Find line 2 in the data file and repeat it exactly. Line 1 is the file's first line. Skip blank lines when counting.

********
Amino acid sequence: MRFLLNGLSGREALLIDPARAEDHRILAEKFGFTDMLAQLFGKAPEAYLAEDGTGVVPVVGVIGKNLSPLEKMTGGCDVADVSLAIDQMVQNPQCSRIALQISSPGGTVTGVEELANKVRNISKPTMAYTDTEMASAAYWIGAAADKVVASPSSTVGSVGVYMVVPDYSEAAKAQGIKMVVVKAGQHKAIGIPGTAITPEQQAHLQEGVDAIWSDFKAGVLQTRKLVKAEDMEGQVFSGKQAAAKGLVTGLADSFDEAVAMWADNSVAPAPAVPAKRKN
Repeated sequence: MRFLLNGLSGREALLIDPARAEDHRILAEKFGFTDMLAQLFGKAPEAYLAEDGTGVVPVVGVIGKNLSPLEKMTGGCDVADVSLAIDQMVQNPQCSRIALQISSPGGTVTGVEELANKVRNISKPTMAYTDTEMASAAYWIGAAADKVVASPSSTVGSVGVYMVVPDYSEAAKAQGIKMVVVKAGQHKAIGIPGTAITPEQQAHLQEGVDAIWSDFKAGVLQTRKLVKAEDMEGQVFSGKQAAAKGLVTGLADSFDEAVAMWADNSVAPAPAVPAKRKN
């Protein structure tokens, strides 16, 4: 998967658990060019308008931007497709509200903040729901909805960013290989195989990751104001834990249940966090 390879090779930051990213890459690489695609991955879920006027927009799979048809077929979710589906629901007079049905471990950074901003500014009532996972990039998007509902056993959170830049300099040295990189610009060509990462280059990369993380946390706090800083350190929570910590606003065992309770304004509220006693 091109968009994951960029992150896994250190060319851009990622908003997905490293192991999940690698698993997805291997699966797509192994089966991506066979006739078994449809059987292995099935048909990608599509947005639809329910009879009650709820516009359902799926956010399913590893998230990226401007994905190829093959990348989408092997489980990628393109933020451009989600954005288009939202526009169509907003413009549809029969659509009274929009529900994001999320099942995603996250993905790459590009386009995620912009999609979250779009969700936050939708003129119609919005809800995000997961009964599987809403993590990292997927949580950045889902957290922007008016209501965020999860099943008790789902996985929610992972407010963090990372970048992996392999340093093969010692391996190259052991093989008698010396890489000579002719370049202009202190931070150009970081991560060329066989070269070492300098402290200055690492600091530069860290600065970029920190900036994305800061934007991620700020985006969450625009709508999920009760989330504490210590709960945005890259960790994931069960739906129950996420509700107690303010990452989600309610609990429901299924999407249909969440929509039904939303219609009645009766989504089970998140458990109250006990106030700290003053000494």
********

Repeated sequence: MRFLLNGLSGREALLIDPARAEDHRILAEKFGFTDMLAQLFGKAPEAYLAEDGTGVVPVVGVIGKNLSPLEKMTGGCDVADVSLAIDQMVQNPQCSRIALQISSPGGTVTGVEELANKVRNISKPTMAYTDTEMASAAYWIGAAADKVVASPSSTVGSVGVYMVVPDYSEAAKAQGIKMVVVKAGQHKAIGIPGTAITPEQQAHLQEGVDAIWSDFKAGVLQTRKLVKAEDMEGQVFSGKQAAAKGLVTGLADSFDEAVAMWADNSVAPAPAVPAKRKN